Computational Fluid Dynamics I!

Computational Fluid Dynamics I!

40

35

Average absolute error: 0.001! !Number of iterations! Jacobi: ! 1989! Gauss-Seidler: 986! SOR (1.5): ! SOR (1.7): ! SOR (1.9): ! SOR (1.95): 320! 162! 91! 202!

30

25

20

15

10

10

15

20

25

30

35

40

Computational Fluid Dynamics I!

Computational Fluid Dynamics I!

0.8 0.6

Note on Boundary Conditions !

0.4 0.2 0 40 30 20 10 0 0 20 10 30 40

Computational Fluid Dynamics I! Boundary Conditions for Iterative Method! Dirichlet conditions are easily implemented.! For Neumann condition, the simplest approach is !

Computational Fluid Dynamics I!

#f = 0 " f i , 0 ! f i ,1 = 0 (1st order)! #n Update interior points f i ,1 , f i , 2 , f i ,3 , ! and then set! f i , 0 = f i ,1


This generally does not converge.! Instead, incorporate BC directly into the equations!

With only a few exceptions, Iterative Methods are used to solve systems of equations resulting from the discretization of elliptic equations or implicit methods in CFD!

f i,1 =

1 [ f i!1,1 + f i+1,1 + f i,2 + f i,0 ! h 2Si, j ] 4 1 f i,1 = [ f i!1,1 + f i +1,1 + f i,2 ! h 2 Si, j ] 3

= f i ,1

Computational Fluid Dynamics I! http://users.wpi.edu/~gretar/me612.html!

Computational Fluid Dynamics I! Outline!

Numerical Methods ! for ! Elliptic Equations-II !

Grtar Tryggvason! Spring 2010!

Examples of elliptic equations! Direct Methods for 1D problems! Elementary Iterative Methods! Iteration as Time Integration! Example! Boundary Conditions! Convergence of Iterative Methods! !1D Example! !Formal Discussion!

Computational Fluid Dynamics I!

Computational Fluid Dynamics I! Convergence! A One Dimensional Example! An equation in the form!

Convergence of Iterative Methods !

x = F ( x)
can be solved by iterative procedure:!

x n +1 = F ( x n )
for which convergence is achieved when !

x n +1 ! x n

or!

x n +1 "1 < ! xn

When does the iteration converge?!

Computational Fluid Dynamics I! Convergence!


x n +1

Computational Fluid Dynamics I! Convergence! A One Dimensional Example!

dF >1 dx dF <1 dx
x = F ( x)

For the linear equation!

x n +1 = ax n
We must have:!

a !1
The above gure suggests that!
dF !1 dx
xn

for convergence!

for convergence!

Computational Fluid Dynamics I! Convergence! For multidimensional problems we have:!

Computational Fluid Dynamics I! Convergence! Hence it is possible to write !

x ! +1 = Mx !
For symmetric M it can be shown that its eigenvectors form a complete and orthogonal set and span the space of x. It is therefore possible to write: ! as!

x ! +1 = Mx !
! +1 +1 ! ! y1 v1 + y ! 2 v 2 + ! = M( y1 v1 + y 2 v 2 + !) ! = y1 Mv1 + y ! 2 Mv 2 + ! ! = y1 "1v1 + y ! 2 "2 v 2 + !

x = y1v1 + y 2 v 2 + ! = ! y j v j
j

or!
! +1 ! y1 = "1 y1

where!

Mv j = ! j v j

j = 1 M " N

! +1 2

=" y !

! 2 2

Which are the same as for the 1-D example. Therefore:!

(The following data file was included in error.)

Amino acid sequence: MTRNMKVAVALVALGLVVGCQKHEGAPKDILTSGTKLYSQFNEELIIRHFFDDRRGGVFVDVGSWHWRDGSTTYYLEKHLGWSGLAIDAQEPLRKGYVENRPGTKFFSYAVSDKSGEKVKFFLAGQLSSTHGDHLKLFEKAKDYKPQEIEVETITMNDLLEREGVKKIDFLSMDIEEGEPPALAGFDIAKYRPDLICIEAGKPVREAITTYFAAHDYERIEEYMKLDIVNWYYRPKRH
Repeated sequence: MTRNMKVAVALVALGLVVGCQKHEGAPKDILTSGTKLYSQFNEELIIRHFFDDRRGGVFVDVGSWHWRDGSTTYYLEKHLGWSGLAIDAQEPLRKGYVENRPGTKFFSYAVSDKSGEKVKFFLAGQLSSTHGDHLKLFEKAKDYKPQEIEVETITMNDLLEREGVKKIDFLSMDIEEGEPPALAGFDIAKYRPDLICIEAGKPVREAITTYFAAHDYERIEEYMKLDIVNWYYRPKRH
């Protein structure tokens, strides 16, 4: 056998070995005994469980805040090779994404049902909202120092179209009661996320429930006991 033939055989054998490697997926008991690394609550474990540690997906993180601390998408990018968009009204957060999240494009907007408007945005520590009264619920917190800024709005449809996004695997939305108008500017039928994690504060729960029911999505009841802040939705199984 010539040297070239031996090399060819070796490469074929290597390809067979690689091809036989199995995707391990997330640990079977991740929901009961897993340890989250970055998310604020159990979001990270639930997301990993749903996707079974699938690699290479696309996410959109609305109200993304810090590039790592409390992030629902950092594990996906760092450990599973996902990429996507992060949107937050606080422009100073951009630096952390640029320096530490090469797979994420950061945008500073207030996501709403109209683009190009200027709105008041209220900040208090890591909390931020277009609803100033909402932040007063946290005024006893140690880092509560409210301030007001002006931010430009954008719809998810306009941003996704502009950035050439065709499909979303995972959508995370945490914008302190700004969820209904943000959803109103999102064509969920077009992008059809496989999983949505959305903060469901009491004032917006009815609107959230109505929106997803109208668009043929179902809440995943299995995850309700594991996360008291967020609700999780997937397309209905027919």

!max " 1
for convergence!

Computational Fluid Dynamics I!

Computational Fluid Dynamics I! If !"x = "y = h ! f i +1, j + f i !1, j + f i , j +1 + f i , j !1 ! 4 f i , j = h S i , j


2

More Formal Discussion of Iterative Methods !

0 0 " 1 0 " " " # & f1,1 # & S1,1 # &' 4 1 $S ! $ 1 ' 4 1 0 " 0 1 " " " !$ f ! $ 1, 2 ! $ ! $ 1, 2 ! $ ! ! $0 1 ' 4 1 " " 0 1 " " !$ ! ! ! $ ! $ !$ $ S1, J ! $ ! ! $ f1, J ! $ S 2,1 ! $ ! ! $ f 2,1 ! ! = h2 $ ! $ !$ 0 $ S 2, 2 ! $1 ! $ f 2, 2 ! $ ! ! $0 !$ ! ! 1 ! $ ! $ !$ 0 1 $ ! ! $0 !$ ! ! ! $S ! $ !$ f $ I , J '1 ! $ ! $ I , J '1 ! $ f I ,J " ! $ SI ,J " ! $ !% 0 1 ' 4" % %

Sparse matrix: only 5 non-zero entries in each row!

Computational Fluid Dynamics I!

Computational Fluid Dynamics I!

A few denitions:!

Ultimately, the difference form of the Poisson equation! boils down to solving for!
a 0 0 0 b d 0 0 c$ & e& f& & 0% !0 # a [L] = # #b # "d 0 0 c e 0 0 0 f 0$ & 0& 0& & 0%

!a # 0 [D] = # #0 # "0

0 b 0 0

0 0 c 0

0$ & 0& 0& & d%

!0 # 0 [U ] = # #0 # "0

[ A]f = b
Hence,!

f = [ A] b
!1

Diagonal!

Upper triangular!

Lower! triangular!

Direct method:! - Solving inverse matrix directly (Cramer"s rule)! - Inverting matrix more cleverly (Gaussian elimination)! - Other (L-U decomposition, Thomas algorithm)!

Computational Fluid Dynamics I!

Computational Fluid Dynamics I! Convergence Multi Dimensional -1! General iterative procedure!

Gaussian Elimination! -$ Pivoting: rearranging equations to put the largest! coefcient on the main diagonal.! -$ Eliminate the column below main diagonal.! -$ Repeat until the last equation is reached.! -$ Back-substitution!
a11 f1 + a12 f 2 + !! = c1 a21 f1 + a22 f 2 + !! = c2 " " an1 f1 + an 2 f 2 + !! = cn a11 f1 + a12 f 2 + "" = c1 ! f 2 + "" = c2 a22 ! ! ! f n = cn ann

[ A]f = b
Let!

[ A] = [ A1 ] ! [ A2 ] [ A1 ]f = [ A2 ]f + b

An iterative scheme is constructed as!

[ A1 ]f n +1 = [ A2 ]f n + b
For example, !

-$ Special case: tri-diagonal matrix - Thomas algorithm!

[ A1 ] = [D] = ! [I ], [ A2 ] = [ B] = [ A1] ! [ D] Jacobi ! 4 [ A1 ] = [D] ! [L], [ A2 ] = [U ] Gauss-Seidel !

Computational Fluid Dynamics I! Convergence Multi Dimensional -2!

Computational Fluid Dynamics I! Convergence Multi Dimensional -3! Condition for convergence!

[ A1 ]f n +1 = [ A2 ]f n + b
Requirements:! 1.$ [ A1 ] should be invertible.! 2.$ Iteration should converge, i.e.! lim f n = f
n !"

lim e n = 0
n !"

which requires! lim [ A1 ]


n !"

#1

[ A2 ])

=0

This is achieved if the modulus of the eigenvalues are ! less than unity.! Therefore, the convergence condition becomes:!

Dene error at n-th iteration:! e n = f ! f n

[ A1 ]e n +1 = [ A2 ]e n
e n +1 = [ A1 ]
!1

[ A2 ]e n
n

# = "i

max

!1

e n = [ A1 ]

!1

[ A2 ])

e0

" Spectral radius of convergence! !i Eigenvalues of matrix![ A1 ]!1 [ A2 ]

Computational Fluid Dynamics I! Convergence Jacobi Method -1! Jacobi Iteration Method for Poisson Equation! !(2nd order central difference with uniform mesh)! 1 n n n 2 f i,nj+1 = [ f in +1, j + f i!1, j + f i, j +1 + f i, j !1 ! h S i, j ] 4

Computational Fluid Dynamics I! Convergence Jacobi Method -2! For a large matrix!

*mn ,max =

1& ) )# cos + cos ! 2$ M N" %

largest eigenvalues for! m = 1, n = 1

[ A1 ]

!1

= [ I]

and using a discrete analog of separation of variables, ! it can be shown that the eigenvalues of [A2 ] are!

1&)2 )2 # ( 1' $ 2 + 2 ! +! 4 %M N "

)mn

1' m( n( $ = %cos + cos , m = 1, ! , M ! 1, n = 1, ! , N ! 1 2& M N " #

Thus, for a large matrix, !mn ,max is only slightly less! than unity.! ! Very slow convergence!

Therefore,

"mn ! 1 and the Jacobi method converges.!

Computational Fluid Dynamics I! Convergence Gauss-Seidel -1! Gauss-Seidel Iteration Method for Poisson Equation! !(2nd order central difference with uniform mesh)! 1 n +1 n n +1 2 f i,nj+1 = [ f in +1, j + f i!1, j + f i, j +1 + f i, j !1 ! h S i, j ] 4

Computational Fluid Dynamics I! Convergence Gauss-Seidel -2! It can be shown that the eigenvalues of matrix! [ A1 ] [ A2 ] are simply square of the eigenvalues of Jacobi method !
!1

[ A1 ] = [D] ! [L], [ A2 ] = [U ]